Last week, my daughter, six years of age, who draws pictures of does that prance beneath the stars, asked me a question as I placed the chainsaw aside.
“What do you do?”
I described tie hacking as well as I could. “Daddy has a special job that no one else does. He cuts down trees to make railroad tracks.”
“Do the trees grow back?” she asked. “Where do the animals go?”
I can’t forget her reaction – that face, scared and hurt – and then the pause after my explanation and what she said.
“How could you, daddy? How could you?” Her eyes – I couldn’t make out their sky blue color, like my own, beneath her veil of tears.
The scent of morning dew in the air, the aqua sky with dotted clouds, the rays of the sun seeping through branches of trees, illuminating leaves of every color and shape – there is no better place where a man can do his work. I take in the tranquility of the forest as I clear the trails of fallen trees, listening to the whistling of the wind, the crackling of twigs beneath my feet, and the silence that follows. Only then do I lift my chainsaw in the air and let its blast echo through the wood, completing a task that both brings me closer to the land and takes hold of me with the sharp sting of guilt. To destroy what God creates, to connect and then tear apart, to feel oneness with Nature in my soul – how can I go on? It is a feeling that has slowly seeped into my bones like an uncontrollable disease, like the depression that took the woman of my life, which has spread through my veins and tries to conquer my brain. If only I could cure it once and for all… the chainsaw that weighs so heavily in my hand, its edges sharp enough to infiltrate my skin, could end it in a matter of moments.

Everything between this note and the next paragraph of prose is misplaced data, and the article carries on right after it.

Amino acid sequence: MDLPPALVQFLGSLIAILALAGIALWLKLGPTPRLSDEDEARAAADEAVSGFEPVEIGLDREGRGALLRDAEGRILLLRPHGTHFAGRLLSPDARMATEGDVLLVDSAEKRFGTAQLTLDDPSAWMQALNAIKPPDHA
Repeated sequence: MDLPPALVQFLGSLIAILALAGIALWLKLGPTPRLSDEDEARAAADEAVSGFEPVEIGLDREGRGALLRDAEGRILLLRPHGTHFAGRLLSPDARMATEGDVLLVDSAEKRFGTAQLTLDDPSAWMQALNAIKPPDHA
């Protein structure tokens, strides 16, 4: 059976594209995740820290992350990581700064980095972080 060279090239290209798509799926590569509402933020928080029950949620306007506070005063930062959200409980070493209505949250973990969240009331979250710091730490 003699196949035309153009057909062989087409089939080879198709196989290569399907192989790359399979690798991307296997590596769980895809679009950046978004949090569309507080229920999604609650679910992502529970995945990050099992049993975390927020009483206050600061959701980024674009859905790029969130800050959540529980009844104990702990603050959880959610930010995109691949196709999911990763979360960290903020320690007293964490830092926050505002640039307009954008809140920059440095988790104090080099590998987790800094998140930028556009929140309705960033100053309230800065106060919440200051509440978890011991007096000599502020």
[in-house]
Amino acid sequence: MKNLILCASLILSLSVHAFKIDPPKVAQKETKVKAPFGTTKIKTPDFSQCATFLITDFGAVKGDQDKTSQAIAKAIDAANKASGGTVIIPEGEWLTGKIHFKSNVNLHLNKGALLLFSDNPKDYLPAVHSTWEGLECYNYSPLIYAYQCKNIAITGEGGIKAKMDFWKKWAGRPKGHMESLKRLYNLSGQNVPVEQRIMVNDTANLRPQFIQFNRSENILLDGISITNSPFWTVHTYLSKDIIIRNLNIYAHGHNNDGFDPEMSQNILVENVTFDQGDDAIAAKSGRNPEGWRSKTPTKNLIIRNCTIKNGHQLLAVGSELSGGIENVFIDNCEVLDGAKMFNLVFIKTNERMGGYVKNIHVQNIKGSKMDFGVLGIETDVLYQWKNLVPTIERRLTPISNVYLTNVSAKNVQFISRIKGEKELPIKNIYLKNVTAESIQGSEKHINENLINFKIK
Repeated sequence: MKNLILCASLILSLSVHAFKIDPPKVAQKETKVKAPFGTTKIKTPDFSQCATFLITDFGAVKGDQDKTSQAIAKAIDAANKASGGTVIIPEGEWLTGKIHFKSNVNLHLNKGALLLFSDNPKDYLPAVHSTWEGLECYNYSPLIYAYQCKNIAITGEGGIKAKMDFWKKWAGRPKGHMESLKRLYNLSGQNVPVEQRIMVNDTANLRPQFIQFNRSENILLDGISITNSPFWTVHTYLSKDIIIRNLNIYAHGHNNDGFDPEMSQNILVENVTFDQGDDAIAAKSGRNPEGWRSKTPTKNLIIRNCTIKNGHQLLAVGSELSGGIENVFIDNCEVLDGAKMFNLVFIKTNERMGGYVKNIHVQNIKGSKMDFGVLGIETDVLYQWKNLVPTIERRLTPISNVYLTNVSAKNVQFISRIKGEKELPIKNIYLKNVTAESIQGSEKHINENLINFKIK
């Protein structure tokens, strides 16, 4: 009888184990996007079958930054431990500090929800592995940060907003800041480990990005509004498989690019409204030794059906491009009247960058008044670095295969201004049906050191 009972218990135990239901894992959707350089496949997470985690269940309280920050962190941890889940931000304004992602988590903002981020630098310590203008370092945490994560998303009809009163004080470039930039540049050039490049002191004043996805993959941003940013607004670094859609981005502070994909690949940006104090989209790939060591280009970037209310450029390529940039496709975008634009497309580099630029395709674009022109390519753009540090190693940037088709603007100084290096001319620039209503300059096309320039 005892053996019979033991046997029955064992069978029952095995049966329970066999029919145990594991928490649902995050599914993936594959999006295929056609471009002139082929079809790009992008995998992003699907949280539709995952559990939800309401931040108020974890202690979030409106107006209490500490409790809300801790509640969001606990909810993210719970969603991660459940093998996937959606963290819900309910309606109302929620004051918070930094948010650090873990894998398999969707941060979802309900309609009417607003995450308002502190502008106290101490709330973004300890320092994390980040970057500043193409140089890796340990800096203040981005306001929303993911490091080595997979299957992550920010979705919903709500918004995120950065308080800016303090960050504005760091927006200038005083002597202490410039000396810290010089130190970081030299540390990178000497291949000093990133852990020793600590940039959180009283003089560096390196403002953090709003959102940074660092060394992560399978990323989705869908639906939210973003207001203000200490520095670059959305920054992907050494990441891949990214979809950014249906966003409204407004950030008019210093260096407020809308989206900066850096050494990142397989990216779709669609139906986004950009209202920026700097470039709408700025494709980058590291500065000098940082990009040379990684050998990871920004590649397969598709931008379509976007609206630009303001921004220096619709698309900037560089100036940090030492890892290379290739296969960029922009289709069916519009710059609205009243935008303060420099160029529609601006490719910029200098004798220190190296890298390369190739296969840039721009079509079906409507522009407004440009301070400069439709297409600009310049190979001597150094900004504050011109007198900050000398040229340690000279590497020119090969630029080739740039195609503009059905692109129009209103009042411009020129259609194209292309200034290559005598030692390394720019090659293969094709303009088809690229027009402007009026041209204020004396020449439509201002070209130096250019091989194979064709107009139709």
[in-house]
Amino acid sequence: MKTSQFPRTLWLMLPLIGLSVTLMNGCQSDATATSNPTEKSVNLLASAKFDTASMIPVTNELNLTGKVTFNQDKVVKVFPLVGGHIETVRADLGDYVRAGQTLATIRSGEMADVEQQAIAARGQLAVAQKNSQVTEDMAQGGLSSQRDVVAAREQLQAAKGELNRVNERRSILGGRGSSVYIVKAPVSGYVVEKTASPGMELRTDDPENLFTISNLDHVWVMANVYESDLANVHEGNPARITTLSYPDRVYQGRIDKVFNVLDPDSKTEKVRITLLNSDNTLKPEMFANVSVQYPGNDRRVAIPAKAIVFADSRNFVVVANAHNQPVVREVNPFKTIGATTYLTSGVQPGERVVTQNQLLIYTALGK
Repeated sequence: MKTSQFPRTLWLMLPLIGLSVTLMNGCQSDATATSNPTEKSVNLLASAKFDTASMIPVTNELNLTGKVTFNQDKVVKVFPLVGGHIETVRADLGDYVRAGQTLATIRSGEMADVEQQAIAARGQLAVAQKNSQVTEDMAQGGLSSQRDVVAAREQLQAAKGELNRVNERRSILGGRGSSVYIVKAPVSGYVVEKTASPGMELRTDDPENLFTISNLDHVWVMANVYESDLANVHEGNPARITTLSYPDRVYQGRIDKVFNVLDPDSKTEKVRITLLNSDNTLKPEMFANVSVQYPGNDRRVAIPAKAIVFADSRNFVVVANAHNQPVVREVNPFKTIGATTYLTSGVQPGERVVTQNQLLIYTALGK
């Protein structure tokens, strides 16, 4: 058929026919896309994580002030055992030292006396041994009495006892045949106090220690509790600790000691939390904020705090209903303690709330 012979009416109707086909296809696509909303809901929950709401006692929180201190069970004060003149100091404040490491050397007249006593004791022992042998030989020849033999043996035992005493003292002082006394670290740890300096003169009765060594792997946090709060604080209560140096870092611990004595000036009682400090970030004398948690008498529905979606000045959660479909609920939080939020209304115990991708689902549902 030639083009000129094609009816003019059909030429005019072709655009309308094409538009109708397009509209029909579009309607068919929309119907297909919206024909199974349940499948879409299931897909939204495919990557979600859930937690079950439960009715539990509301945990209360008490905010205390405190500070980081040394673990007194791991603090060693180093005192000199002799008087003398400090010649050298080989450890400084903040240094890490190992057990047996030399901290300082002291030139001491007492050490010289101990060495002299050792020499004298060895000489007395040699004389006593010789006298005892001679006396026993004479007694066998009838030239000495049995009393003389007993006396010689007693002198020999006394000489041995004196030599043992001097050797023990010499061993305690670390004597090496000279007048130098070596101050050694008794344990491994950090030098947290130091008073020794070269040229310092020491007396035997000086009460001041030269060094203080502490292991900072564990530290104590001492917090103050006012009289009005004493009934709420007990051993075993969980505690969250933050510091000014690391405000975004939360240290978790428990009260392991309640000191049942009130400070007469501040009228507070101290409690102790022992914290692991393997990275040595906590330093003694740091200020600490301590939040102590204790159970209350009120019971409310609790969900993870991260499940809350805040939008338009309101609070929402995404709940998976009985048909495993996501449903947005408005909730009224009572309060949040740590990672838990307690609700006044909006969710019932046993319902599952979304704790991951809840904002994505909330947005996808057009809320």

For the past week, work hasn’t been the same. The trees seemed different to me when I rode my truck into the forest. I’ve seen the inside of many a tree, felt its bark the moment before it fell, heard the thud it makes when it hits the ground. When the last tree descends to the earth, it is not as if one life has ended but the lives of a nation; though each tree breathes and grows on its own, every element must work together or the forest cannot survive. The forest itself transforms into an eerie and vast emptiness that now exists inside myself.
Then last night, at the bar with the others, I barely listened to the old tales of logging camps; I didn’t relate my usual story about my father, the only hook tender in Maine who could drink all his men under the table and still work more hours; I didn’t chime in when the high climber lamented that he would soon be out of a job because of the new steel towers; I didn’t even commiserate with the whistle punk when he announced he was quitting because he’d soon be replaced by a radio. When I finally spoke, it was with a suggestion.
“What if we replanted some of the trees?”